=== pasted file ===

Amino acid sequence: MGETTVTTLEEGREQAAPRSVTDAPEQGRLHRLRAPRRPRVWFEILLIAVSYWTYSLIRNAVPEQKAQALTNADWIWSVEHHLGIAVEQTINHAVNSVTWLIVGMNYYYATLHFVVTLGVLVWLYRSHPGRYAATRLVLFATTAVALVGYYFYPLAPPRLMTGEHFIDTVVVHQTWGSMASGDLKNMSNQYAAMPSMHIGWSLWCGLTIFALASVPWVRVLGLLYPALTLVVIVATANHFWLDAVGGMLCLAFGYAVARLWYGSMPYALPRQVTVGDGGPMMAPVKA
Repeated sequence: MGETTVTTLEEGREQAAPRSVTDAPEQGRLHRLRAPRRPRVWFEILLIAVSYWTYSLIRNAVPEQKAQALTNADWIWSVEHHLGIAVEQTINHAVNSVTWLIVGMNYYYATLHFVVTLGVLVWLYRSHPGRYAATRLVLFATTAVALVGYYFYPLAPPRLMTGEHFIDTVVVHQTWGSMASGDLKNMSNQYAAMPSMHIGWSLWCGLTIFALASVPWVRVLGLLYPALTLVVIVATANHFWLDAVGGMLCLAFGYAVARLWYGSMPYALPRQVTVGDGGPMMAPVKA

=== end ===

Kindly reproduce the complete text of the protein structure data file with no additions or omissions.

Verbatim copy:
Amino acid sequence: MGETTVTTLEEGREQAAPRSVTDAPEQGRLHRLRAPRRPRVWFEILLIAVSYWTYSLIRNAVPEQKAQALTNADWIWSVEHHLGIAVEQTINHAVNSVTWLIVGMNYYYATLHFVVTLGVLVWLYRSHPGRYAATRLVLFATTAVALVGYYFYPLAPPRLMTGEHFIDTVVVHQTWGSMASGDLKNMSNQYAAMPSMHIGWSLWCGLTIFALASVPWVRVLGLLYPALTLVVIVATANHFWLDAVGGMLCLAFGYAVARLWYGSMPYALPRQVTVGDGGPMMAPVKA
Repeated sequence: MGETTVTTLEEGREQAAPRSVTDAPEQGRLHRLRAPRRPRVWFEILLIAVSYWTYSLIRNAVPEQKAQALTNADWIWSVEHHLGIAVEQTINHAVNSVTWLIVGMNYYYATLHFVVTLGVLVWLYRSHPGRYAATRLVLFATTAVALVGYYFYPLAPPRLMTGEHFIDTVVVHQTWGSMASGDLKNMSNQYAAMPSMHIGWSLWCGLTIFALASVPWVRVLGLLYPALTLVVIVATANHFWLDAVGGMLCLAFGYAVARLWYGSMPYALPRQVTVGDGGPMMAPVKA